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When to “Return”: Questions Nonprofit Executives Need to Think About

Posted by Lindsay Tallman on May 5, 2020 10:57:16 AM

Open for Business SignRight now, state and local governments across the country have started to consider re-opening certain businesses and, what a phased re-entry might look like. As a nonprofit leader, you may be wondering what this process will look like for your organization and how you will know when it is the right time for you to return to a physical work space. During a global crisis like this, when there are so many variables at play, it’s difficult to plan for the future when we don’t know what the next week or month will look like. All nonprofit CEO’s and executive directors are working hard to make the best decisions they can for their organizations — this is not an easy task.

A decision like this demands careful strategy and reflection; CEO’s will need to consider the short term and long term effects of re-opening. In some cases, that will be a shared decision between boards and executives, particularly as it relates to reopening public programming spaces that are “non-essential” in nature. In many other cases, though, it will be an executive-level decision, of which the board simply needs to be informed.

In response to the questions we have been receiving from boards and executives alike — acknowledging that this is not an area of specific expertise for us — we worked to identify some resources and guiding thoughts that may be helpful to nonprofit leaders. As CEO’s develop a road-map to reopening, we suggest considering the following questions in order to make the most informed decision you can:

Are we following state and local laws, and health guidelines from experts?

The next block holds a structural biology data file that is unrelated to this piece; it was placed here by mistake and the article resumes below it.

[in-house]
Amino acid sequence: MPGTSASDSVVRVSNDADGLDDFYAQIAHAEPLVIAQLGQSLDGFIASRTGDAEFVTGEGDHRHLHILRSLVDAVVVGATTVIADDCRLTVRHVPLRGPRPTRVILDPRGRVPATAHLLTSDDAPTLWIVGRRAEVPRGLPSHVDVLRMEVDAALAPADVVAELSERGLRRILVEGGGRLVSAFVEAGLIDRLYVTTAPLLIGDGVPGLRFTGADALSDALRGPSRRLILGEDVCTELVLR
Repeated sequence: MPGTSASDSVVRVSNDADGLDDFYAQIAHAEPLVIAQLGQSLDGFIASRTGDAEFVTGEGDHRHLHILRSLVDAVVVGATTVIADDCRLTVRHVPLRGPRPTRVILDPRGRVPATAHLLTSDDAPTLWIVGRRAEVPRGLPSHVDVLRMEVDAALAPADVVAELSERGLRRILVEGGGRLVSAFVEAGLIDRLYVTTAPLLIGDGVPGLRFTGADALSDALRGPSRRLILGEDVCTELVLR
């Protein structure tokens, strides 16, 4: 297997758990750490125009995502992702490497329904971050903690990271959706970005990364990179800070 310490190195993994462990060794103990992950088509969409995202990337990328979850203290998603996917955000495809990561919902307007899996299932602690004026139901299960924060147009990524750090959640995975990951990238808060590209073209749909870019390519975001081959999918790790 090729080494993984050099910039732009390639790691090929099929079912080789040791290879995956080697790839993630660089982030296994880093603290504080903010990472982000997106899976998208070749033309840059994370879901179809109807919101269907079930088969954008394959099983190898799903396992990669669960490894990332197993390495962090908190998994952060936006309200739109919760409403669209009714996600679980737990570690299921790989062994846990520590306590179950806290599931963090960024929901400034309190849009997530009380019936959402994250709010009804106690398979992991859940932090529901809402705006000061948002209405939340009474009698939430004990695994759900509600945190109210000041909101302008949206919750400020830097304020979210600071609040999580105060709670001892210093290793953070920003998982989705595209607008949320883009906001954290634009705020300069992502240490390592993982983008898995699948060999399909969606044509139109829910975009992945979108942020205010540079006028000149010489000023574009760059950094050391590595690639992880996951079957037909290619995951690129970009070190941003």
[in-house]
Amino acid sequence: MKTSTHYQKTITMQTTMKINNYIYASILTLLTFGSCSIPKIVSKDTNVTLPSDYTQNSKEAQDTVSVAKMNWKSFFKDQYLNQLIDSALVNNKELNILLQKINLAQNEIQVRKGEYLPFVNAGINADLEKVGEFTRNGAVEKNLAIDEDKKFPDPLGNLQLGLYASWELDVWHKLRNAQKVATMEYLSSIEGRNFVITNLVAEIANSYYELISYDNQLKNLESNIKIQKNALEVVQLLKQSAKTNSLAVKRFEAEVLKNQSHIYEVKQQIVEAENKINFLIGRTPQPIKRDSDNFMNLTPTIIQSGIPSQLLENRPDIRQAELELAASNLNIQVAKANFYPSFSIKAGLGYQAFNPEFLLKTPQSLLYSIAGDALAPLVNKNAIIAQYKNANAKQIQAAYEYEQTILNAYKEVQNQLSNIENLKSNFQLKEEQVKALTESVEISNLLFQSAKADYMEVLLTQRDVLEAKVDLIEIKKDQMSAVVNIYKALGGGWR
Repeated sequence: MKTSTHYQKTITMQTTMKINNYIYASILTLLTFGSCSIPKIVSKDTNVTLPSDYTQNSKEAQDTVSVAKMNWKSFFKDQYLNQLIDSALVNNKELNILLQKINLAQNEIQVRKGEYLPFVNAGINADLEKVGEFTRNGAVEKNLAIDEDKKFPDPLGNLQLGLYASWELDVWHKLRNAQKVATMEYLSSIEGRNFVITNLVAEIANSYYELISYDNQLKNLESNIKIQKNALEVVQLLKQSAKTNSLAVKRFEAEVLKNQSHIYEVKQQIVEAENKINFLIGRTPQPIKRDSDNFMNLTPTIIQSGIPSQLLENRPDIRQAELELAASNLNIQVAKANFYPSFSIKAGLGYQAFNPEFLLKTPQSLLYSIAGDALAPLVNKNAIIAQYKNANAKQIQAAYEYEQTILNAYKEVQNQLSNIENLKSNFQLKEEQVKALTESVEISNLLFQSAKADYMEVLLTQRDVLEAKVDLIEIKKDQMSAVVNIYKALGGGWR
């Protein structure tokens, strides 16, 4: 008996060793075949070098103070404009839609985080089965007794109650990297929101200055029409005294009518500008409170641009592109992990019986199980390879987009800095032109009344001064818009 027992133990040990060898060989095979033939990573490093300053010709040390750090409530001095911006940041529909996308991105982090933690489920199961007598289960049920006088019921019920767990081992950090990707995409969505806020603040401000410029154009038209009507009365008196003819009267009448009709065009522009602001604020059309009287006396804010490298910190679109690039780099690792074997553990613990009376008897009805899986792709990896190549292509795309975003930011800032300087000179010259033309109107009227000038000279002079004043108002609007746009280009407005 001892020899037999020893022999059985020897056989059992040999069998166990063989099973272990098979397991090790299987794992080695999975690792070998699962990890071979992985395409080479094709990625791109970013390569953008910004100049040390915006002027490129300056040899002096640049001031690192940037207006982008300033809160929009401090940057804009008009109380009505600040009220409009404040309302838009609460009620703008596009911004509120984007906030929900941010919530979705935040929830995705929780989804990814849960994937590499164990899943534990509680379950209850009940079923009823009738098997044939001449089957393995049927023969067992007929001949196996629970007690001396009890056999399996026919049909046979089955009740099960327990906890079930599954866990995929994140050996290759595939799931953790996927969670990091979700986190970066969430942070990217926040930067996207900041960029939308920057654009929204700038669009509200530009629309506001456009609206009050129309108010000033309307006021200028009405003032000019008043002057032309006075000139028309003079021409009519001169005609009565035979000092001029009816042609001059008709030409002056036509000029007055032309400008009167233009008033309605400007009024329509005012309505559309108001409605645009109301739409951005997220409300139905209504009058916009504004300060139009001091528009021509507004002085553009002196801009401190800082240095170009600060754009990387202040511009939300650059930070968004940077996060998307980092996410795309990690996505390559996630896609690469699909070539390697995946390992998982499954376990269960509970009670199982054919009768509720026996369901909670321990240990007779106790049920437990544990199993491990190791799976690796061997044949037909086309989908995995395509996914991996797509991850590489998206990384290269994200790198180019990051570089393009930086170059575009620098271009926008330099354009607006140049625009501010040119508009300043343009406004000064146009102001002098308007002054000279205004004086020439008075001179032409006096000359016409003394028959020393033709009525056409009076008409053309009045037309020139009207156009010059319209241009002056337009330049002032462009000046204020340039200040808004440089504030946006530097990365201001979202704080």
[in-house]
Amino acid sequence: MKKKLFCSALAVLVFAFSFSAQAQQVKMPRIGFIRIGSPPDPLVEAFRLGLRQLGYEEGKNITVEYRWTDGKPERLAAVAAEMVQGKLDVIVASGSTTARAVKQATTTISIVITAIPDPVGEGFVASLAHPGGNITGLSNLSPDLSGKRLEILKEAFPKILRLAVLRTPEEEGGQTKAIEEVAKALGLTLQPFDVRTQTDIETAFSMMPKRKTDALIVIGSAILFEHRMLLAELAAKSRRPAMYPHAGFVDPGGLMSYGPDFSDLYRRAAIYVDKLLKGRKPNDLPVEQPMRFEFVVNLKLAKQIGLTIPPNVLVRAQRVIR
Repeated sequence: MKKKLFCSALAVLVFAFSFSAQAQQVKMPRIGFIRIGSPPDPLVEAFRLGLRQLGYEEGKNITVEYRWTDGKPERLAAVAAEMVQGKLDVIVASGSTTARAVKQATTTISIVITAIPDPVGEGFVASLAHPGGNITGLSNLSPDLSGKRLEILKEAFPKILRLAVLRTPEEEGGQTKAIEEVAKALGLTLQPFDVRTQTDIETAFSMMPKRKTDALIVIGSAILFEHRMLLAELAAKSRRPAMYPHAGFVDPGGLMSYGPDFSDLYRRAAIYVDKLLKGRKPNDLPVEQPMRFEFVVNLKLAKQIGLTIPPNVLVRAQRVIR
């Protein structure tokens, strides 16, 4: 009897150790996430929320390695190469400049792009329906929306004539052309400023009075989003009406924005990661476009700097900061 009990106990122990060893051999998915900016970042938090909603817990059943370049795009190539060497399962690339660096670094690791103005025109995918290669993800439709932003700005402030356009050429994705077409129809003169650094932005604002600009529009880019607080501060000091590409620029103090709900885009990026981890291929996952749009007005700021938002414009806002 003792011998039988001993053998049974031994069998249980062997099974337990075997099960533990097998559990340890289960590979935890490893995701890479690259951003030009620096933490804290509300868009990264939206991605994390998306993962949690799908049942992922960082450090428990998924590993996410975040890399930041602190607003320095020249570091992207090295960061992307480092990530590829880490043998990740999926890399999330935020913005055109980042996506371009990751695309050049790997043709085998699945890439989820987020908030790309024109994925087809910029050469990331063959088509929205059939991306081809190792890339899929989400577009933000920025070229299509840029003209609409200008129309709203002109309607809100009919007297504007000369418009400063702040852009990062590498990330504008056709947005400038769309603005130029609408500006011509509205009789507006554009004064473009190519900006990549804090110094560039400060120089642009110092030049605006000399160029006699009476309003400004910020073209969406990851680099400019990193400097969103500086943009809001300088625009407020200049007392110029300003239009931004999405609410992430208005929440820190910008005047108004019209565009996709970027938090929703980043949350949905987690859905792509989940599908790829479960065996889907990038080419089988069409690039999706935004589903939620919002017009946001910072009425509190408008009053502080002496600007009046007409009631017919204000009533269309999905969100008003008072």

Before you can consider the possibility of reopening, state and local governments will need to clear businesses for operation. But it’s not just about following the law; it’s about ensuring that you are prioritizing the safety and wellbeing of staff, stakeholders, volunteers, and members. Public health experts advise that some states will recover sooner than others. This New York Times article provides benchmarks from experts that can help determine which health milestones cities will need to pass, in order to consider reopening.

How can we help protect and accommodate staff?

What policies will you have in place if you were to reopen? These might look similar to the policies at the beginning of the outbreak, and include things like requirements for employees to stay home if they are sick, and maintaining a clean work environment. While thinking about this, take a look at this resource from OSHA, which provides recommended guidance for employers. The CDC has also provided guidance on proper cleaning procedures in an office setting and in community spaces, as well as an outline of conditions that may leave some staff at greater risk, based on current knowledge of the disease.

Here  are a few other things you should be sure to take into consideration:

  • The status of local schools. This will impact the ability of staff with children to return to work.
  • The availability and safety of public transportation will impact some staff members’ ability to return to work.
  • Whether or not to continue travel limitations, even if staff are back in the office.

Do we understand the legal and liability implications of opening our offices or community space?

Nonprofits should consider consulting with an attorney and their insurance provider to make sure that they have a full understanding of the risks associated with reopening to staff, stakeholders, volunteers, and members. Many organizations have been advised that existing policies do not cover circumstances related to an infectious disease or pandemic, which brings with it additional risks and liabilities that need to be fully understood.

For many nonprofit organizations, deciding when and how to reopen your organization’s space to employees or the public will be complex and nuanced. While in many organizations, this will be a CEO-led decision-making process, boards need to be ready and willing to serve as a sounding board to the CEO if needed. They also need to be ask good questions about how the CEO is weighing the need to resume programming and operations with the need to protect the safety and well-being of all who engage with their organization.  

Additional Resources:

Topics: Risk Management, COVID-19


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